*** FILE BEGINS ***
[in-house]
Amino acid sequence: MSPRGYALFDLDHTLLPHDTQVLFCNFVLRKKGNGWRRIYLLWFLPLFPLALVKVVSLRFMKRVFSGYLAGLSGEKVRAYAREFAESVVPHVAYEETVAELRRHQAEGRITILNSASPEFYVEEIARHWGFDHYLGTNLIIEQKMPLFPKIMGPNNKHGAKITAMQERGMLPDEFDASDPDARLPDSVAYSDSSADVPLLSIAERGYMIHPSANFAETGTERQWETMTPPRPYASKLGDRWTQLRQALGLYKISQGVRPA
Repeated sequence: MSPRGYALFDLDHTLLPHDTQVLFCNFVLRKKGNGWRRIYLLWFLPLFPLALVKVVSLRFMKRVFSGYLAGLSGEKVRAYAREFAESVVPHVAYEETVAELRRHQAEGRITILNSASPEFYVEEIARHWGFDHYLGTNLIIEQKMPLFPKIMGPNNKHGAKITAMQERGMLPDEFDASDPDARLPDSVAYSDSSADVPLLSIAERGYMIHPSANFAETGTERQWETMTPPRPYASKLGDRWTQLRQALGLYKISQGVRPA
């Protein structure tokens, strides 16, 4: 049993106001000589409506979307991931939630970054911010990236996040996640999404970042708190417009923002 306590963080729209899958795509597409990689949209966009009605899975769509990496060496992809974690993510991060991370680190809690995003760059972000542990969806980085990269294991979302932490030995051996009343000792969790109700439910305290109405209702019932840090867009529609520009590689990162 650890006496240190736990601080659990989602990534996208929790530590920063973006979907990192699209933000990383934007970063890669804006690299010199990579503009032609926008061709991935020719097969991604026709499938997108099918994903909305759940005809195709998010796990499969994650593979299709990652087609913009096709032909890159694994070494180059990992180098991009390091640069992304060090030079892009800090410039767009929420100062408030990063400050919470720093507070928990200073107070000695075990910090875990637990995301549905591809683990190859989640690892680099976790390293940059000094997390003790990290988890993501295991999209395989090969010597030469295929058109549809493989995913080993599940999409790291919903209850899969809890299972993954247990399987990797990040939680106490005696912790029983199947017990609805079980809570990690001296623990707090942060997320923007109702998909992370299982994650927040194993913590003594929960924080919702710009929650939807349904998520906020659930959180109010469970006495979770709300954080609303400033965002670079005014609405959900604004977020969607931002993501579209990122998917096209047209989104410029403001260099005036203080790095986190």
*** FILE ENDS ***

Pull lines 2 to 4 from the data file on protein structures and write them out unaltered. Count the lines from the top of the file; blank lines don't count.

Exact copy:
Amino acid sequence: MSPRGYALFDLDHTLLPHDTQVLFCNFVLRKKGNGWRRIYLLWFLPLFPLALVKVVSLRFMKRVFSGYLAGLSGEKVRAYAREFAESVVPHVAYEETVAELRRHQAEGRITILNSASPEFYVEEIARHWGFDHYLGTNLIIEQKMPLFPKIMGPNNKHGAKITAMQERGMLPDEFDASDPDARLPDSVAYSDSSADVPLLSIAERGYMIHPSANFAETGTERQWETMTPPRPYASKLGDRWTQLRQALGLYKISQGVRPA
Repeated sequence: MSPRGYALFDLDHTLLPHDTQVLFCNFVLRKKGNGWRRIYLLWFLPLFPLALVKVVSLRFMKRVFSGYLAGLSGEKVRAYAREFAESVVPHVAYEETVAELRRHQAEGRITILNSASPEFYVEEIARHWGFDHYLGTNLIIEQKMPLFPKIMGPNNKHGAKITAMQERGMLPDEFDASDPDARLPDSVAYSDSSADVPLLSIAERGYMIHPSANFAETGTERQWETMTPPRPYASKLGDRWTQLRQALGLYKISQGVRPA
């Protein structure tokens, strides 16, 4: 049993106001000589409506979307991931939630970054911010990236996040996640999404970042708190417009923002 306590963080729209899958795509597409990689949209966009009605899975769509990496060496992809974690993510991060991370680190809690995003760059972000542990969806980085990269294991979302932490030995051996009343000792969790109700439910305290109405209702019932840090867009529609520009590689990162 650890006496240190736990601080659990989602990534996208929790530590920063973006979907990192699209933000990383934007970063890669804006690299010199990579503009032609926008061709991935020719097969991604026709499938997108099918994903909305759940005809195709998010796990499969994650593979299709990652087609913009096709032909890159694994070494180059990992180098991009390091640069992304060090030079892009800090410039767009929420100062408030990063400050919470720093507070928990200073107070000695075990910090875990637990995301549905591809683990190859989640690892680099976790390293940059000094997390003790990290988890993501295991999209395989090969010597030469295929058109549809493989995913080993599940999409790291919903209850899969809890299972993954247990399987990797990040939680106490005696912790029983199947017990609805079980809570990690001296623990707090942060997320923007109702998909992370299982994650927040194993913590003594929960924080919702710009929650939807349904998520906020659930959180109010469970006495979770709300954080609303400033965002670079005014609405959900604004977020969607931002993501579209990122998917096209047209989104410029403001260099005036203080790095986190």